There has been no revolution in the oncology field in 2018. We have, however, been able to further confirm the major benefits of immunotherapy for patients with metastatic cancers. Anti-PD1 antibodies have now become the standard of treatment for head and neck cancers, bladder cancers, melanoma, lung carcinomas, kidney cancers, and cutaneous spinocellular carcinomas. Based on mature survival data, we’ll likely be able to cure numerous metastatic cancer patients. Amongst targeted therapies, PARP inhibitors will possibly be more effective in terms of increased progression-free survival. These inhibitors block one of the two DNA repair mechanisms and are active in ovarian cancer patients responding to platinum salt-based chemotherapy. At present, we are witnessing another prognosis improvement in our patients, as a consequence of using these agents at earlier stages and preventing relapse after curative surgery in patients at high-risk of relapse. At the King Albert II Cancer Institute, Cliniques universitaires Saint-Luc, Brussels, these treatments are now available, as are other new treatments still being investigated, which may become the standard of care in the future.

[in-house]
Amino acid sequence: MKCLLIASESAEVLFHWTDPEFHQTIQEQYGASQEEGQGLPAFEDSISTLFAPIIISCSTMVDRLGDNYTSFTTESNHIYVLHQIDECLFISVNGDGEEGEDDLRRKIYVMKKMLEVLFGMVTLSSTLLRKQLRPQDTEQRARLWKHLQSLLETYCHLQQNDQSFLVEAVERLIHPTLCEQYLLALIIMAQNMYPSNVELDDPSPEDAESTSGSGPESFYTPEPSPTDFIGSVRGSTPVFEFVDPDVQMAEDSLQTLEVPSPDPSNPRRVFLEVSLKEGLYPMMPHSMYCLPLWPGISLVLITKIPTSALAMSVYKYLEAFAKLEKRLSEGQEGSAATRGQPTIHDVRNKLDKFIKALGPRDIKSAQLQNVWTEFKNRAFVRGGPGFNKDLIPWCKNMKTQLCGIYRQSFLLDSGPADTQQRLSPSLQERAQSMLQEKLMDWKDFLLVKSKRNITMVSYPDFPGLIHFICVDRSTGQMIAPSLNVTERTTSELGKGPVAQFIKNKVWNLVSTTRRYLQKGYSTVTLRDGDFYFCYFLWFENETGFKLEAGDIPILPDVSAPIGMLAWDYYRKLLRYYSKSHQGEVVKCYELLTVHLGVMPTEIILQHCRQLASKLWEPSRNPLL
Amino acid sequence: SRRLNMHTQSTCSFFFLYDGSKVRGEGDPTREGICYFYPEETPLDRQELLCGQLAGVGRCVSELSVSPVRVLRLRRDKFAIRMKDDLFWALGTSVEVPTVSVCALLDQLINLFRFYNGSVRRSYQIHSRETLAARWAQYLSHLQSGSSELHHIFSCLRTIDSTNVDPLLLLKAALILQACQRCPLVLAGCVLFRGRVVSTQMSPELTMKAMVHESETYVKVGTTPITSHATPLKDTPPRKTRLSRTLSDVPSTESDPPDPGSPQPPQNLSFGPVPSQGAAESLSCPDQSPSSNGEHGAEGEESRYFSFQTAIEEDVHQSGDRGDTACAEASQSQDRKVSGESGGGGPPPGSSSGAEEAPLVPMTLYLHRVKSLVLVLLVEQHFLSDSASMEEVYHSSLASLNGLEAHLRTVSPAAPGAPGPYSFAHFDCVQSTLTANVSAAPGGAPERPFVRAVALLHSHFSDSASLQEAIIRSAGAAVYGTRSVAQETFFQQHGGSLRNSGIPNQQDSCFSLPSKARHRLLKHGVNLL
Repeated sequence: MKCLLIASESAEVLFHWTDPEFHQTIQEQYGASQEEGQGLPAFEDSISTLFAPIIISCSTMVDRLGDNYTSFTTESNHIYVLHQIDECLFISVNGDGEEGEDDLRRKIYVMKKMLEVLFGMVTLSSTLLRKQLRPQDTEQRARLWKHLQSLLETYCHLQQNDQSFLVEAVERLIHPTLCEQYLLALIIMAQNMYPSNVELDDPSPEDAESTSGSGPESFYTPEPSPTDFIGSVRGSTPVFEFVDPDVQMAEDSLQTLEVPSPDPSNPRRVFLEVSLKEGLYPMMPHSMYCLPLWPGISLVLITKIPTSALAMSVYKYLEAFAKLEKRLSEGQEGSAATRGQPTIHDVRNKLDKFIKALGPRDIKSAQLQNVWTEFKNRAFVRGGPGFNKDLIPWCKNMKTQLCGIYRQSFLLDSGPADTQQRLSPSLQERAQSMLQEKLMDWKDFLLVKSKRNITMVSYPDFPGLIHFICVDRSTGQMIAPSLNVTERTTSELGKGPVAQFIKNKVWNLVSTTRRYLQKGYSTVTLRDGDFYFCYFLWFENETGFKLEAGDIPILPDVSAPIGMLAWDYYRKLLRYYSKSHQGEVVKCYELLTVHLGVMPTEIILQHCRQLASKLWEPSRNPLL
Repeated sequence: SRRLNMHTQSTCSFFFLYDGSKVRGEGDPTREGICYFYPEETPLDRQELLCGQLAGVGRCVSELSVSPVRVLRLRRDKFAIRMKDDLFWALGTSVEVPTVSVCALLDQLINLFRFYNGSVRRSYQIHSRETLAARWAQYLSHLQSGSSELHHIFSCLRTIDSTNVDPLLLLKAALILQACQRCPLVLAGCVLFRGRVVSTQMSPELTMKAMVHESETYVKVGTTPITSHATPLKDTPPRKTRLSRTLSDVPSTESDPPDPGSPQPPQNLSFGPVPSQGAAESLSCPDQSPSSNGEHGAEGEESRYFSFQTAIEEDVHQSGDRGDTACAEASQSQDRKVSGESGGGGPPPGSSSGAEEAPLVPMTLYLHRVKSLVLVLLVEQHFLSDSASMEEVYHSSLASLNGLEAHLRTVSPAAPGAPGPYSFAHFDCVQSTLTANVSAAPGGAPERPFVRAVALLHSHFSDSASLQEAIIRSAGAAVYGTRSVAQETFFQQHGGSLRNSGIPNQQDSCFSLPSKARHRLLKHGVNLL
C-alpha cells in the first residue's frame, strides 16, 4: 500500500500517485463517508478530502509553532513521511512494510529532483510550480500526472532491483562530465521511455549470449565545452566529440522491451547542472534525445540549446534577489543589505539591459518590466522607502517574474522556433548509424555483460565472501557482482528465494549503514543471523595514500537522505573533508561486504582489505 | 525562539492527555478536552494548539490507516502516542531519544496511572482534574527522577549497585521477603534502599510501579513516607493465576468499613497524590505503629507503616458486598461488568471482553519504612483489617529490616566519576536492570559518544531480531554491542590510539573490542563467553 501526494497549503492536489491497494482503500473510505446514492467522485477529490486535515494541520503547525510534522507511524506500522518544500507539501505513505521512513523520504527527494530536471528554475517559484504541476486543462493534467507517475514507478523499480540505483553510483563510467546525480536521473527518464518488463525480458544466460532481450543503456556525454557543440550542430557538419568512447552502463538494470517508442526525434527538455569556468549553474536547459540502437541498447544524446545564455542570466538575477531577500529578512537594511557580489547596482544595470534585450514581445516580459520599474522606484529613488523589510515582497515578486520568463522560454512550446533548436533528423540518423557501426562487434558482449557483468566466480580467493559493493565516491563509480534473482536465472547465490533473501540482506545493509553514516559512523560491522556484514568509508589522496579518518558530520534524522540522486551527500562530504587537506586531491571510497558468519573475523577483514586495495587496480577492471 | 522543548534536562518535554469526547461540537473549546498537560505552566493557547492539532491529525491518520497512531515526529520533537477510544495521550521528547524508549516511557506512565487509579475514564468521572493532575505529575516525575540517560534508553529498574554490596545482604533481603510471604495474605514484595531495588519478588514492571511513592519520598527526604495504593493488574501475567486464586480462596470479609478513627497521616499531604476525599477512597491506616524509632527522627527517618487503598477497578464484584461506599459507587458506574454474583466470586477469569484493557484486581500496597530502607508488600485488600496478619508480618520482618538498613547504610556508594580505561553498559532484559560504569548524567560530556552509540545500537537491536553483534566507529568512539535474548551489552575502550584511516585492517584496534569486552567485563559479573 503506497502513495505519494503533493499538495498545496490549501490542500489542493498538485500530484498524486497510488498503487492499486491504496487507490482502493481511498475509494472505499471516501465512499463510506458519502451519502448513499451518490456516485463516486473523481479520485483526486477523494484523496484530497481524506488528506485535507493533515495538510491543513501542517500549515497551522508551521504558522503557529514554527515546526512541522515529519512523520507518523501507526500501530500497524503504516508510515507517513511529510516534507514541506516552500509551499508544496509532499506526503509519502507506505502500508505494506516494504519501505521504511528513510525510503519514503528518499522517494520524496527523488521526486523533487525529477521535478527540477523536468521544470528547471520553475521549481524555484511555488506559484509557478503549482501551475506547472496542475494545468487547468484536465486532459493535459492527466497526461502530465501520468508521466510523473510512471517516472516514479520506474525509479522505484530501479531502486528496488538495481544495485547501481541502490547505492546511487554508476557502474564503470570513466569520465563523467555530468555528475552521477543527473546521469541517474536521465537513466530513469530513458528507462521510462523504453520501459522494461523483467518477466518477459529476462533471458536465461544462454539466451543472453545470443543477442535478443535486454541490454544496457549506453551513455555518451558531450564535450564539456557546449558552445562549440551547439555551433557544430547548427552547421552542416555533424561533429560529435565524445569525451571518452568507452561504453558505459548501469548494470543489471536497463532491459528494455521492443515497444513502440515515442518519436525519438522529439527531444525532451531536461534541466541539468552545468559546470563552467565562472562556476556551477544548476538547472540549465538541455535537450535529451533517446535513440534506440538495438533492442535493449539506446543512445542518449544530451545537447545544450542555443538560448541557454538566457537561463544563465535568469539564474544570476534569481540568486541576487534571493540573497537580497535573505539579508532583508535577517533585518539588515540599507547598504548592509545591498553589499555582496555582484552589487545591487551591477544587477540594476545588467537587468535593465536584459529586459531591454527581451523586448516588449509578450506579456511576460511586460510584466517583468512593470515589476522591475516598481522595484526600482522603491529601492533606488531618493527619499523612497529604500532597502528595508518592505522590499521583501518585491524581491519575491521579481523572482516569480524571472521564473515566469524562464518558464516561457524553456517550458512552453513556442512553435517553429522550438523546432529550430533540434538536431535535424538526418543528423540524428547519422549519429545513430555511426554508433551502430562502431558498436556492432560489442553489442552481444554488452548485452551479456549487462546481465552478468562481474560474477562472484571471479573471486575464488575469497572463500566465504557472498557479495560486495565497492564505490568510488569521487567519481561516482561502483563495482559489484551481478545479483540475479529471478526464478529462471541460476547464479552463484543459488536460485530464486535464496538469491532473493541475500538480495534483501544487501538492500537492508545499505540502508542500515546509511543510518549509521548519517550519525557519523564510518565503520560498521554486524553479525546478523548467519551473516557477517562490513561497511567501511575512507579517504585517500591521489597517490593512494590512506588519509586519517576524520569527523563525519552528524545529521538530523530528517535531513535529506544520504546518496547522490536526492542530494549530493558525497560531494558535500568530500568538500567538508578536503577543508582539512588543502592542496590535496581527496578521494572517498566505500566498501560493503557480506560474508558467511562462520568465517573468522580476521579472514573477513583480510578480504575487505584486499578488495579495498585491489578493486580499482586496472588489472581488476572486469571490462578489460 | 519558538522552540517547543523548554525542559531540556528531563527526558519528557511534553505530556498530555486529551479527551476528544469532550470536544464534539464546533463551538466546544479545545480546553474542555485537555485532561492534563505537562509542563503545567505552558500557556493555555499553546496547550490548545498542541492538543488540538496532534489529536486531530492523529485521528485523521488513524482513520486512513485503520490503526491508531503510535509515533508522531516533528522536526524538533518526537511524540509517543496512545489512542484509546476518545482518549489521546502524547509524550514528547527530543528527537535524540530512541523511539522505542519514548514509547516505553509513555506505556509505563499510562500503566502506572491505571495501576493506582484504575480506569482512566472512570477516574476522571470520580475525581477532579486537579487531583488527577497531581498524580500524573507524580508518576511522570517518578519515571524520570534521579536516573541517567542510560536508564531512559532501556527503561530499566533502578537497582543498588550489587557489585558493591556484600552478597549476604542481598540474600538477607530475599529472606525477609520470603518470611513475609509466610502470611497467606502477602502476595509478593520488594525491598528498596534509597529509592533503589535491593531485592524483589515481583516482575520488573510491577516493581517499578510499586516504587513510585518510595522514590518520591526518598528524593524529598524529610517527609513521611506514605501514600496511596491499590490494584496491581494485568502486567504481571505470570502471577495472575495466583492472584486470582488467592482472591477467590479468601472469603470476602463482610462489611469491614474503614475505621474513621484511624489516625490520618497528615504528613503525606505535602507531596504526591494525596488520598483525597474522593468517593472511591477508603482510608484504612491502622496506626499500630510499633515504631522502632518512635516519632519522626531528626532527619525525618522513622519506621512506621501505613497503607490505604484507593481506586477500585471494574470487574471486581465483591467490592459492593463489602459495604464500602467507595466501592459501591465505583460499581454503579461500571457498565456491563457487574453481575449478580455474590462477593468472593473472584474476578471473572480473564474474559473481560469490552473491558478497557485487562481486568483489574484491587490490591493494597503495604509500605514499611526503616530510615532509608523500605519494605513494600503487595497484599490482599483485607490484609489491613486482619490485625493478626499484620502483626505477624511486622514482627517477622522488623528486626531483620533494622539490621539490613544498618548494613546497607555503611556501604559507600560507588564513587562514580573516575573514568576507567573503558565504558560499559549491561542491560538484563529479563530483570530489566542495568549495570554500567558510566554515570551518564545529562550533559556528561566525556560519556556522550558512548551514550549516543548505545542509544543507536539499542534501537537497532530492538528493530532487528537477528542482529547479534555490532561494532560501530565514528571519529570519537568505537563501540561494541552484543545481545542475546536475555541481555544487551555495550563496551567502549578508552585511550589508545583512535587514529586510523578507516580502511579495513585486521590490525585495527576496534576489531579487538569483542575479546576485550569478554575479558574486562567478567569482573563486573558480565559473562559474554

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Immunotherapy and targeted therapies are standard of care in oncology

Jean-François Baurain, François Duhoux, Astrid De Cuyper, Frank Cornélis, Jean-Pascal Machiels, Thierry Pieters Published in the journal : February 2018 Category : Oncologie